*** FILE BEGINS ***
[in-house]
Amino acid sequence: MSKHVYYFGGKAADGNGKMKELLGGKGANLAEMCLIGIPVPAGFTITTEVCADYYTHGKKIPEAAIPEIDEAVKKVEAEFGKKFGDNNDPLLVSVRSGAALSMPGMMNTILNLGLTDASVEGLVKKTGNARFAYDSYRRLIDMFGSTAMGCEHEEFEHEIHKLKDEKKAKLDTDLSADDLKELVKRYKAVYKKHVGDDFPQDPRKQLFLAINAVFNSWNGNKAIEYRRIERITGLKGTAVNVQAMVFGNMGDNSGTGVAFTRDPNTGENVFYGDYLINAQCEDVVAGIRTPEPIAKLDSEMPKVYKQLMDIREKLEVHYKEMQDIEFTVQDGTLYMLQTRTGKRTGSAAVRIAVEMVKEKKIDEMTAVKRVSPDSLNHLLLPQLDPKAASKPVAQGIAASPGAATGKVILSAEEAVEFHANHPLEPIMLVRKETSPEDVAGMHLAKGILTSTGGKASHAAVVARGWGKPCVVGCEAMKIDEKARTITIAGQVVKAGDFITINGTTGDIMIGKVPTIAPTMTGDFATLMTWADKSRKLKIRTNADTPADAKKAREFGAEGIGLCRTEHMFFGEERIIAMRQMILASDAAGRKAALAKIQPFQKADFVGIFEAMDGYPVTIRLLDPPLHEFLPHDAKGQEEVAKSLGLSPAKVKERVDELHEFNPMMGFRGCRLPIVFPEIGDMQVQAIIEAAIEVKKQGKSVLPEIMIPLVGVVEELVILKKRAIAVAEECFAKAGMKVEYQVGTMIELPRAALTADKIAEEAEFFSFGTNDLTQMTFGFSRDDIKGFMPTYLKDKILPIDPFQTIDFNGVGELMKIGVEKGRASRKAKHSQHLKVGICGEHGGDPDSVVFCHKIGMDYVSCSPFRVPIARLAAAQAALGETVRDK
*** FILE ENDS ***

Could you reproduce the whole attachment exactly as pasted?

[in-house]
Amino acid sequence: MSKHVYYFGGKAADGNGKMKELLGGKGANLAEMCLIGIPVPAGFTITTEVCADYYTHGKKIPEAAIPEIDEAVKKVEAEFGKKFGDNNDPLLVSVRSGAALSMPGMMNTILNLGLTDASVEGLVKKTGNARFAYDSYRRLIDMFGSTAMGCEHEEFEHEIHKLKDEKKAKLDTDLSADDLKELVKRYKAVYKKHVGDDFPQDPRKQLFLAINAVFNSWNGNKAIEYRRIERITGLKGTAVNVQAMVFGNMGDNSGTGVAFTRDPNTGENVFYGDYLINAQCEDVVAGIRTPEPIAKLDSEMPKVYKQLMDIREKLEVHYKEMQDIEFTVQDGTLYMLQTRTGKRTGSAAVRIAVEMVKEKKIDEMTAVKRVSPDSLNHLLLPQLDPKAASKPVAQGIAASPGAATGKVILSAEEAVEFHANHPLEPIMLVRKETSPEDVAGMHLAKGILTSTGGKASHAAVVARGWGKPCVVGCEAMKIDEKARTITIAGQVVKAGDFITINGTTGDIMIGKVPTIAPTMTGDFATLMTWADKSRKLKIRTNADTPADAKKAREFGAEGIGLCRTEHMFFGEERIIAMRQMILASDAAGRKAALAKIQPFQKADFVGIFEAMDGYPVTIRLLDPPLHEFLPHDAKGQEEVAKSLGLSPAKVKERVDELHEFNPMMGFRGCRLPIVFPEIGDMQVQAIIEAAIEVKKQGKSVLPEIMIPLVGVVEELVILKKRAIAVAEECFAKAGMKVEYQVGTMIELPRAALTADKIAEEAEFFSFGTNDLTQMTFGFSRDDIKGFMPTYLKDKILPIDPFQTIDFNGVGELMKIGVEKGRASRKAKHSQHLKVGICGEHGGDPDSVVFCHKIGMDYVSCSPFRVPIARLAAAQAALGETVRDK